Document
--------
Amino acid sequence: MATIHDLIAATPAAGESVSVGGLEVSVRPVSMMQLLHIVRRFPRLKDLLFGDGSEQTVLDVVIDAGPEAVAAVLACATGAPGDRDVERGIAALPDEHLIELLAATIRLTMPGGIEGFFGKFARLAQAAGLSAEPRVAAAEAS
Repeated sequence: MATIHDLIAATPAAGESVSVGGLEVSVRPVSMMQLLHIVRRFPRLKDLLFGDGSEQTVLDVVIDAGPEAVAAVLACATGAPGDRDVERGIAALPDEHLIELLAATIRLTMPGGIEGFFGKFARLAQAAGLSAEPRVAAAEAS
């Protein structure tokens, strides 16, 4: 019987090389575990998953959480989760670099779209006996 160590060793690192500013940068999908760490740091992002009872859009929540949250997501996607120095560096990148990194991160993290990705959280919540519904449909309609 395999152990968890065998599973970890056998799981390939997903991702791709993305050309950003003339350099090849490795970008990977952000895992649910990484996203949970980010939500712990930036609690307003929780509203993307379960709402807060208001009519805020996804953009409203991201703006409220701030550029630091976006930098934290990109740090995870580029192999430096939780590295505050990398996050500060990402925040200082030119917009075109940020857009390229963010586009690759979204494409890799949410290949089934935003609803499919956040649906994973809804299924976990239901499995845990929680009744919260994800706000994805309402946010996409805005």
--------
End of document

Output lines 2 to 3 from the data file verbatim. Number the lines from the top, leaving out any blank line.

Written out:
Repeated sequence: MATIHDLIAATPAAGESVSVGGLEVSVRPVSMMQLLHIVRRFPRLKDLLFGDGSEQTVLDVVIDAGPEAVAAVLACATGAPGDRDVERGIAALPDEHLIELLAATIRLTMPGGIEGFFGKFARLAQAAGLSAEPRVAAAEAS
């Protein structure tokens, strides 16, 4: 019987090389575990998953959480989760670099779209006996 160590060793690192500013940068999908760490740091992002009872859009929540949250997501996607120095560096990148990194991160993290990705959280919540519904449909309609 395999152990968890065998599973970890056998799981390939997903991702791709993305050309950003003339350099090849490795970008990977952000895992649910990484996203949970980010939500712990930036609690307003929780509203993307379960709402807060208001009519805020996804953009409203991201703006409220701030550029630091976006930098934290990109740090995870580029192999430096939780590295505050990398996050500060990402925040200082030119917009075109940020857009390229963010586009690759979204494409890799949410290949089934935003609803499919956040649906994973809804299924976990239901499995845990929680009744919260994800706000994805309402946010996409805005």